I want the maximum electrical safety for our teenager's bedroom. I
understand that all bedrooms must now (in new construction) be supplied
from Arc-Fault Circuit Interruptor breakers, so I would like that
feature. But he will also be doing a lot of computer and amateur radio
and other experimentation there involving electricity, so I think that
GFCI protection would be an advantage as well. In the absence of
combination AFCI-GFCI breakers (Cutler-Hammer CH panel), is there any
objection to using an AFCI breaker in the panel and GFCI-protected
outlets (fed from the AFCI breaker) in his room?
I suggest you find someone local and talk to them. Your confusing arc faults
with ground faults. Ground faults are used to protect living creatures when
there water around.
Arc faults are designed when you put 1250 watts on that 1000 watt extension
cord the breaker will see the arc fault and shut down the circuit. I would
not use both in series with out an electrical engineer to review the
installation. The combination might be less than useful, I.E. tripping all
of the time.
It is absolutely fine to use Arc-Fault breakers and GFCI outlets on the same
circuit. They each provide a completely unrelated type of protection, and
one has no effect on the operation of the other.
Arc-Fault breakers detect arc-faults, and an arc-fault presents no direct
danger to the user of equipment attached to the circuit (unless he hangs
around long enough to be injured by the ensuing fire caused by an
arc-fault). GFCI outlets protect users of outlets and users of equipment
that is plugged into those outlets.
Neither of the above protective devices protect someone who comes directly
in series with the power supply if that person is not also making ground
contact. In other words, if you stand on a cardboard box and hold two
copper wires with damp hands and stick one of the wires into the hot side of
a receptacle and the other into the neutral side of the receptacle, a large
amount of current will flow through your body and you might die. Neither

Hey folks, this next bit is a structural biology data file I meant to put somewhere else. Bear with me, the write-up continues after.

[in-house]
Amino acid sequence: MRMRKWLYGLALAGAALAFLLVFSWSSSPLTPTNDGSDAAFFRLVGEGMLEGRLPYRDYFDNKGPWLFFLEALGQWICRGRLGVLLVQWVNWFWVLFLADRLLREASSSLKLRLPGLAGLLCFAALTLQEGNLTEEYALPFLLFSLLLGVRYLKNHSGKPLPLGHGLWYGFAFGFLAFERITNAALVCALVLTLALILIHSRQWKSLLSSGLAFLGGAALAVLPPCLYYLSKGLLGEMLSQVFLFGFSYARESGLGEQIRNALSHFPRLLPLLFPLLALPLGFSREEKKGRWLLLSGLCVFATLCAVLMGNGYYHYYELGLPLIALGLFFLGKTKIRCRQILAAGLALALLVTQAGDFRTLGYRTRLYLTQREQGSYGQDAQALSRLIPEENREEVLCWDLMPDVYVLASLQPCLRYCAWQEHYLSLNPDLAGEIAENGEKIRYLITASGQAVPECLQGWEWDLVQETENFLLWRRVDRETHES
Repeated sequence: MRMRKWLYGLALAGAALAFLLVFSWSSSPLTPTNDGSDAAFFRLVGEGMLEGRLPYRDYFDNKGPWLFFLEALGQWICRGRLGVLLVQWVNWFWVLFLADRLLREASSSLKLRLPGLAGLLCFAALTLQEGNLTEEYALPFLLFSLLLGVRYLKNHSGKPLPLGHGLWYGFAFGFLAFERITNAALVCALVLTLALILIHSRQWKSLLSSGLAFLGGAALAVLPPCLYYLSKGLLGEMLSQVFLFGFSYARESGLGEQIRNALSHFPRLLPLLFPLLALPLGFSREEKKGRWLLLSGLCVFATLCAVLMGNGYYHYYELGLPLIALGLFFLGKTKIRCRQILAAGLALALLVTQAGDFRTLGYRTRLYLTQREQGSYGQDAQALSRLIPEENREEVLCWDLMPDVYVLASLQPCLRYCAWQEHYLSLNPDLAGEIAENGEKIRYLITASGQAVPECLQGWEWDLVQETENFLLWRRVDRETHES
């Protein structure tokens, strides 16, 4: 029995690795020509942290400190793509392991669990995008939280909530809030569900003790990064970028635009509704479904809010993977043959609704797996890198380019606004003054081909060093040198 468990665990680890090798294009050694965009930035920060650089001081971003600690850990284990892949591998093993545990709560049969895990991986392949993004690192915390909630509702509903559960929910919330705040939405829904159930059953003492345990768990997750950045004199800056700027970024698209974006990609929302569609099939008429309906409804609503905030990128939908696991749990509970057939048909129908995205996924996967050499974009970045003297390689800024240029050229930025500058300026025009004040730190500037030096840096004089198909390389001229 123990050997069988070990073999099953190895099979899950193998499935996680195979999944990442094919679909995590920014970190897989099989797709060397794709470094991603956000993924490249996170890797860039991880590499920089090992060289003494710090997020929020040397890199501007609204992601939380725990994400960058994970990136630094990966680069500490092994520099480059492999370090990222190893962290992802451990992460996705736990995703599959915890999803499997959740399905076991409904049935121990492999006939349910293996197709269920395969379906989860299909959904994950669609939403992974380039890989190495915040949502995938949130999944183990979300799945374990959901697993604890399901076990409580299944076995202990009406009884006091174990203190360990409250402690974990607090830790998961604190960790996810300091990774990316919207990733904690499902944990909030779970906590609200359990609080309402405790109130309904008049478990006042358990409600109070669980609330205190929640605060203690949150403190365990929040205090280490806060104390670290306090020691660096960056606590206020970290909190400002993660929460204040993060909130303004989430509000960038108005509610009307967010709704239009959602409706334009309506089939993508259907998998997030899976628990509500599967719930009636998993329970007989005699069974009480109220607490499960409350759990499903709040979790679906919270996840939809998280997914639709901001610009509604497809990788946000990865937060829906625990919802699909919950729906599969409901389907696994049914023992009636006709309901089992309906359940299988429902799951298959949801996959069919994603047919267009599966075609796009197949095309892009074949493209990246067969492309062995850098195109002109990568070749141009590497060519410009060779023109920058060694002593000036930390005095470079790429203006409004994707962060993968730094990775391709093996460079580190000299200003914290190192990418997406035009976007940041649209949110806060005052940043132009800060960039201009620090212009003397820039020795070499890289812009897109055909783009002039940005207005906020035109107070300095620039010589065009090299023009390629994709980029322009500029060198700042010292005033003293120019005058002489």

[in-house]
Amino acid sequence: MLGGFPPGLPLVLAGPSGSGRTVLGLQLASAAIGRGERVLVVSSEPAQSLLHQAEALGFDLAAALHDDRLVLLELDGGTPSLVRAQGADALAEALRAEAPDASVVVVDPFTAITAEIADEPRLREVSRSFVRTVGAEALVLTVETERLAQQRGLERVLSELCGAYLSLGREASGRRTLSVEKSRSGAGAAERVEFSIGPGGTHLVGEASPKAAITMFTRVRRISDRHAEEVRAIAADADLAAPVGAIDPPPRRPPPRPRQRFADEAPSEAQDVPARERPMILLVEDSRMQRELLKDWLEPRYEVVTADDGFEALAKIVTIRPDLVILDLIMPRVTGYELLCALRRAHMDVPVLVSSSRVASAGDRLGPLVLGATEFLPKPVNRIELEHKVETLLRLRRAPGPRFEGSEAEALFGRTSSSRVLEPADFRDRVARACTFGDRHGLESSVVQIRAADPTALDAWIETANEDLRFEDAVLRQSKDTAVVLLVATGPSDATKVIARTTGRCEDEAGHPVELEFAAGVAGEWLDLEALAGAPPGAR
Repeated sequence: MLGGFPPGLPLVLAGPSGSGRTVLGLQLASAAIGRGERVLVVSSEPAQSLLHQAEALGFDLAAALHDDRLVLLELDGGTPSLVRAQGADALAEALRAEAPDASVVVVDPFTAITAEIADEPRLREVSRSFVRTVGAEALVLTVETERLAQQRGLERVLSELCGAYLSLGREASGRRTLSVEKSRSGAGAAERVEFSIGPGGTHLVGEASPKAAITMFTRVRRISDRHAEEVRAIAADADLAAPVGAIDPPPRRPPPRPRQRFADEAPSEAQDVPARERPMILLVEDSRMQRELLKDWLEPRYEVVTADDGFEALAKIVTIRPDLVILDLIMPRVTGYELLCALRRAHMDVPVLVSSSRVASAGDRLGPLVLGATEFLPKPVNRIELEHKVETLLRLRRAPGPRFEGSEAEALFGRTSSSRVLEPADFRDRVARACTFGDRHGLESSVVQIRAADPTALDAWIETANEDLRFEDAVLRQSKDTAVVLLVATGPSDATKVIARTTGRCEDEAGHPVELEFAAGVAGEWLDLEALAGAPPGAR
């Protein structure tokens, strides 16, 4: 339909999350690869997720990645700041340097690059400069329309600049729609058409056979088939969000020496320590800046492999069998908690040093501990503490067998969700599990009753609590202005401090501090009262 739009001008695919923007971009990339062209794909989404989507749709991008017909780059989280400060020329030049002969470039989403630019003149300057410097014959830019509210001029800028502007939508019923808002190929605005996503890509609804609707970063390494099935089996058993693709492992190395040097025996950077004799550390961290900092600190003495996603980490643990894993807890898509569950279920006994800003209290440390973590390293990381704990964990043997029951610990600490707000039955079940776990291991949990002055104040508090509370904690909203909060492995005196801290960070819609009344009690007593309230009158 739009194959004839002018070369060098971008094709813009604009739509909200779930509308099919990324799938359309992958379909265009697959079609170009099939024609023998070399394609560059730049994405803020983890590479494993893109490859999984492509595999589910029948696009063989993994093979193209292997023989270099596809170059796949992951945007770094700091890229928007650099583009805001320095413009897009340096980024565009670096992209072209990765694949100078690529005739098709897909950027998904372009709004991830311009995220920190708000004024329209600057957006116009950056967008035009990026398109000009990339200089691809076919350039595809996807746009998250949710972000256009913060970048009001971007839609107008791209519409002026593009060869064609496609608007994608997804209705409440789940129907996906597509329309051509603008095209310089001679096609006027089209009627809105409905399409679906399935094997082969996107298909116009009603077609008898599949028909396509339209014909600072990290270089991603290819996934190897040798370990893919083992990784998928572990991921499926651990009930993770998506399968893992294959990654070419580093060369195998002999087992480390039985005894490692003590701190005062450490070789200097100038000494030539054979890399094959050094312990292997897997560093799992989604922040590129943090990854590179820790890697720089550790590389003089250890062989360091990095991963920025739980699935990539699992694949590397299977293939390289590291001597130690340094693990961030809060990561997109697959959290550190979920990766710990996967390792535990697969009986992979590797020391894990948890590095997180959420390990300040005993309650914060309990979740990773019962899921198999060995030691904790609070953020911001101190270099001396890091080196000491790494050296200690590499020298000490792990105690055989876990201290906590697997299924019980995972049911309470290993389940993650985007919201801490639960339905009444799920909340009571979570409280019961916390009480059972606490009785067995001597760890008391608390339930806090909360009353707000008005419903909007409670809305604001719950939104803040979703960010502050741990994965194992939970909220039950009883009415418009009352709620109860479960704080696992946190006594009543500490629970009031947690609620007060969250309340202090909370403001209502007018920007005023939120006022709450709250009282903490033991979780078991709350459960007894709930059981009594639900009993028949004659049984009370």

the GFCI nor the Arc-Fault breaker will trip unless you keep holding the hot
wire and fall off the box and make contact with the ground.
If you want more electrocution protection then what a GFCI provides, you can
add an isolation transformer. Search google for <medical grade isolation
transformer> for more information.
I think an isolation transformer provides the same protection as a GFCI,
just maybe a little more so because a GFCI will allow a very small
leakage to ground. If you grab an output terminal of an isolation
xformer with one hand and the other terminal with the other hand, you're
To the original poster,
Install an AFCI in the breaker panel because the code requires it for
the kid's bedroom. Install a GFCI receptacle and see if it works --
they are cheap, and it doesn't cost you much to try it. It will
certainly provide some electrocution protection. If you start getting a
lot of false trips on either the GFCI or the AFCI breaker, replace the
GFCI with a normal duplex receptacle.
You are correct, Bob. Thanks for adding that detail.
There is no known way to protect someone from being shocked if they are put
directly in the path between the hot and neutral conductors if that person
is ungrounded. If there is any chance of being directly in the current
path, then appropriate protective gear (rubber gloves) should be worn.
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